# The arbitrary product of completely regular spaces is completely regular.

I am trying to prove the following proposition:

The topological product of completely regular spaces is completely regular.

I am aware of the question Product of two completely regular spaces is completely regular, and it turns out that my attempt ends up being analogous to what was done there (but for an arbitrary product). However, I have some questions about a few parts of my proof.

My proof:
Let $\{X_i\}_{i\in I}$ be a family of completely regular spaces; i.e. each $X_i$ is a $T_1$ space for which the following holds: given any point $x_i \in X_i$, and given any neighborhood $U_i$ of that point, there exists a continuous function $$f_i:X_i \rightarrow [0,1] \\ x_i \mapsto 0 \\ y \in U_i^c, y\mapsto1$$
Let $x=(x_i)\in X$ and let $U$ be a neighborhood of $x$. since $U$ is a neighborhood of $x$, there exists an open neighborhood $v$ of $x$ such that $v\subseteq U$. $v$ must be the union of elements of the basis of the product topology. So $v=\underset{\lambda}{\bigcup} \underset{i}{\prod}Q_i^\lambda$, where the $Q_i^\lambda$ are open sets of $X_i$ and only a finite number of them are different from $X_i$.
We can define a function $$f:X \rightarrow [0,1] \\ x \mapsto \underset{i}{\prod}f_i(x_i)$$ where $$f_i:X_i \rightarrow [0,1] \\ x_i \mapsto 0 \\ y \in (Q_i^\lambda)^c, y\mapsto1$$ which we can choose to be continuous by complete regularity of the $X_i$. Notice that we can have a different function $f_i$ for each set of $\lambda$s. First, we note that $f(x)=\underset{i}{\prod}f_i(x_i)=0$. We still have to check that $f$ is continuous and that $f(y)=1$ for any $y\in U^c$.
Let $V$ be an open set of $[0,1]$. We have $$f^{\dashv}(V)=\underset{i}{\prod} f_i^\dashv(V)$$ and by continuity of the $f_i$ this is a product of open sets of the $X_i$ and hence is open in $X$.
[First Question: is this true? It doesn't seem to be: if an infinite number of open sets in the product are different from $X_i$, then the product is not an open set of $X$, I think...]
This establishes the continuity of $f$. Now, let $y\in X-U$. We have $$X-U \subseteq X-v = X-\underset{\lambda}{\bigcup} \underset{i}{\prod}Q_i^\lambda = \underset{\lambda}{\bigcap} (X-\underset{i}{\prod}Q_i^\lambda)$$ So $y$ belongs to all sets $X-\underset{i}{Q_i^\lambda}$ and so all the $y_i$ are in $(Q_i^\lambda)^c$ for some $\lambda$. Choosing those $\lambda$ in our definition of the functions $f_i$ we get $f(y)=\underset{i}{\prod}f_i(y)=1$. $\square$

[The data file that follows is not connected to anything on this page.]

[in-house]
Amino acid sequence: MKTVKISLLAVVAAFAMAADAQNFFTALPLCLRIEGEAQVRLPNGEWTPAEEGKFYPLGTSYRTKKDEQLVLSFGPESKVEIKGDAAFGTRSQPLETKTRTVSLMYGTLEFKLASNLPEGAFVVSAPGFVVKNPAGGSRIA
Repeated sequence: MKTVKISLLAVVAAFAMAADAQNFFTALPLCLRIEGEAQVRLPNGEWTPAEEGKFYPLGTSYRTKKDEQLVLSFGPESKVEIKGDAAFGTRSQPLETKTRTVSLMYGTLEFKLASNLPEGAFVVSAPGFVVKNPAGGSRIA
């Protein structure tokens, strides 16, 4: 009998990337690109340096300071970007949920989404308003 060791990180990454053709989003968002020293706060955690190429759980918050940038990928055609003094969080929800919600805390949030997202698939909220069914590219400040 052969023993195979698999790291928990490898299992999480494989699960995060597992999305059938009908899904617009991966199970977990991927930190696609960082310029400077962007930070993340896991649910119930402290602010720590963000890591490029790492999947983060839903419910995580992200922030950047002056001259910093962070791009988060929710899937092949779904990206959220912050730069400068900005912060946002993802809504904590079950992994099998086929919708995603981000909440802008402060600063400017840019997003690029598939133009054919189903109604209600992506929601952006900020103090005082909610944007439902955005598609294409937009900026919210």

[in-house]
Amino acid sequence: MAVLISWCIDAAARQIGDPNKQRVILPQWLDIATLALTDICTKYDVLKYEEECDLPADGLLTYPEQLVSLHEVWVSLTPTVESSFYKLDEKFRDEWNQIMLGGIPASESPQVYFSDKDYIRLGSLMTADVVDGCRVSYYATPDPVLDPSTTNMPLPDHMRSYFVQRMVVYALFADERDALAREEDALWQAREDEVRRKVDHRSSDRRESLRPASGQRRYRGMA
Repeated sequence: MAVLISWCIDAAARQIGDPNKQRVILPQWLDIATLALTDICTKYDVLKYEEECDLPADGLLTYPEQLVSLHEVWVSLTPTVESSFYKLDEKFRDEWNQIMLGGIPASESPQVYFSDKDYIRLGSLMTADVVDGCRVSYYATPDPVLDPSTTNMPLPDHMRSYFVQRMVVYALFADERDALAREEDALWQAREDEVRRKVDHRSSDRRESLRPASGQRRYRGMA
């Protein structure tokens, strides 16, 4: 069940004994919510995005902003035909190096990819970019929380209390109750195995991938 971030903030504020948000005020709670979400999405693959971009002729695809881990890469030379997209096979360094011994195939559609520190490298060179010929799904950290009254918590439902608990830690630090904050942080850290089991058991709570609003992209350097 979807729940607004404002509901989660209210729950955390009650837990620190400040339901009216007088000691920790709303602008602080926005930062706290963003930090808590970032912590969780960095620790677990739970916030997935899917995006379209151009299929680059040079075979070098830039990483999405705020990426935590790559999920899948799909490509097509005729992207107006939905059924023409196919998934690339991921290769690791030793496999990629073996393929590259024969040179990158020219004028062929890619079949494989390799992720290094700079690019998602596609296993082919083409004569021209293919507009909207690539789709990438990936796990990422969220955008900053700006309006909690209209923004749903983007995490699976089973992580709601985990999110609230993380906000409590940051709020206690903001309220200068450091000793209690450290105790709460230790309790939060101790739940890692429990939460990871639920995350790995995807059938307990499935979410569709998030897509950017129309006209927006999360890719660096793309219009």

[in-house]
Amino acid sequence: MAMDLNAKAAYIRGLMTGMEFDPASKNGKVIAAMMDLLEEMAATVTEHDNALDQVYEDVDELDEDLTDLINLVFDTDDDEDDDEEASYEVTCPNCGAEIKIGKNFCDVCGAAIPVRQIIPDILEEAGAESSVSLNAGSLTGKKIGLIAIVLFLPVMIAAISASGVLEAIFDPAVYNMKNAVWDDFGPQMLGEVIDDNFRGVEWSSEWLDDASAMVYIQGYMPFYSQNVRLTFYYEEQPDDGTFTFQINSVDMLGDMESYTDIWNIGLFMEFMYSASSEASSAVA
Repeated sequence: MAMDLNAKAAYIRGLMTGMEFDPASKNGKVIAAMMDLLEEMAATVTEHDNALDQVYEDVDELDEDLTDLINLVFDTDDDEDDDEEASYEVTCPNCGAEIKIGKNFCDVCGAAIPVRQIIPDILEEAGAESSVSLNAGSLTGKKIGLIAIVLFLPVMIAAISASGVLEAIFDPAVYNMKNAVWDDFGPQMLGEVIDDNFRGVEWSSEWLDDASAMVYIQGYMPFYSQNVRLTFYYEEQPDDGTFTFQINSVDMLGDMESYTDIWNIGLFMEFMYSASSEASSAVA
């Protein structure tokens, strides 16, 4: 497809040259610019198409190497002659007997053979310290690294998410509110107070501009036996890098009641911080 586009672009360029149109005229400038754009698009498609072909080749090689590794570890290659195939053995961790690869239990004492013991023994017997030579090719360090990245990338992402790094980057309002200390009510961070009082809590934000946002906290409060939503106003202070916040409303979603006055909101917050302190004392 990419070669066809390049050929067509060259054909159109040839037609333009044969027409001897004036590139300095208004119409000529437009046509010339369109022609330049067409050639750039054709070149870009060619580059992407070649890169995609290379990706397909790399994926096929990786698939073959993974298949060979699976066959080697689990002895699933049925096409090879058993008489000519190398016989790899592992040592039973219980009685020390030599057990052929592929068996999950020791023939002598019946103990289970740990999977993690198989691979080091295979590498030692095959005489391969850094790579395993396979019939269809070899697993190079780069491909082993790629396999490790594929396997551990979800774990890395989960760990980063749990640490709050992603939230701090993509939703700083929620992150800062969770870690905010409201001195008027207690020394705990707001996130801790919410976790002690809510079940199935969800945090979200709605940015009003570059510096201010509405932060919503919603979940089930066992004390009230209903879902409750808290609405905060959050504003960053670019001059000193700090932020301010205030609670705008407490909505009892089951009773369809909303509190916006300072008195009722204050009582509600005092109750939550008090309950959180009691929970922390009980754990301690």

[Second Question: is this last argument sound? It is not very clear to me].

• Is $f$ an infinite product? This is not needed. – Henno Brandsma Feb 3 '17 at 19:30
• @HennoBrandsma How come? What should I use then? – Soap Feb 3 '17 at 19:57
• See my answer. It reduces to a finite product. – Henno Brandsma Feb 3 '17 at 19:58
• Ok. But before I dismiss my attempt all together, can you tell me the answer to my second question? If the last argument is sound, my only problem is continuity? – Soap Feb 3 '17 at 20:05
• You could salvage it by using only the real functions for the finitely many coordinates and constantly 1 functions everywhere else. This makes it well-defined as a product and also continuous. But the last bit still requires some argument. My way is easier. – Henno Brandsma Feb 3 '17 at 20:10

Another slightly generalised answer: let $\mathcal{S}$ be a subbase for the a topological space $X$. Then $X$ is completely regular iff
$$\forall S \in \mathcal{S}: \forall x \in S: \exists f: X \rightarrow [0,1] \text{ continuous: } f(x) = 0 \land f[X\setminus S] = \{1\}$$
The necessity is obvious as subbase sets are open. For sufficiency: suppose $O$ is open and $p \in O$. Then there are subbasic elements $S_1, \ldots S_n \in \mathcal{S}$ such that $p \in \bigcap_{i=1}^n S_i \subset O$.
For each $i = 1,\ldots n$ find $f_i$ as promised for $p$ and $S_i$. Then $f: X \rightarrow [0,1]$ defined by $f(x) = 1 - \prod_{i=1}^n (1 - f_i(x))$ is continuous (as addition and multiplication are continuous on the reals) and $f(p) = 0$ (all the product terms are $1$) and $f(x) = 1$ for $x \notin \bigcap_{i=1}^n S_i$ (then one of $f_i$ becomes $1$, so the product becomes $0$ and so $f$ becomes 1). So $f$ is as required for $O$ and $p$.
This directly applies to products, as there we have a subbase of the form $S= p_i^{-1}[O]$ for $O$ open in $X_i$, and $p_i$ the projection from the product onto its $i$-th coordinate. If then $p$ is in $S$, then $p_i(p) \in O$, and we have an $g_i$ there for $p_i(p)$ and $O$ as $X_i$ is completely regular, and then $g = f \circ p_i$ is as required for $S$ as well. This is slightly easier on the notation, I think.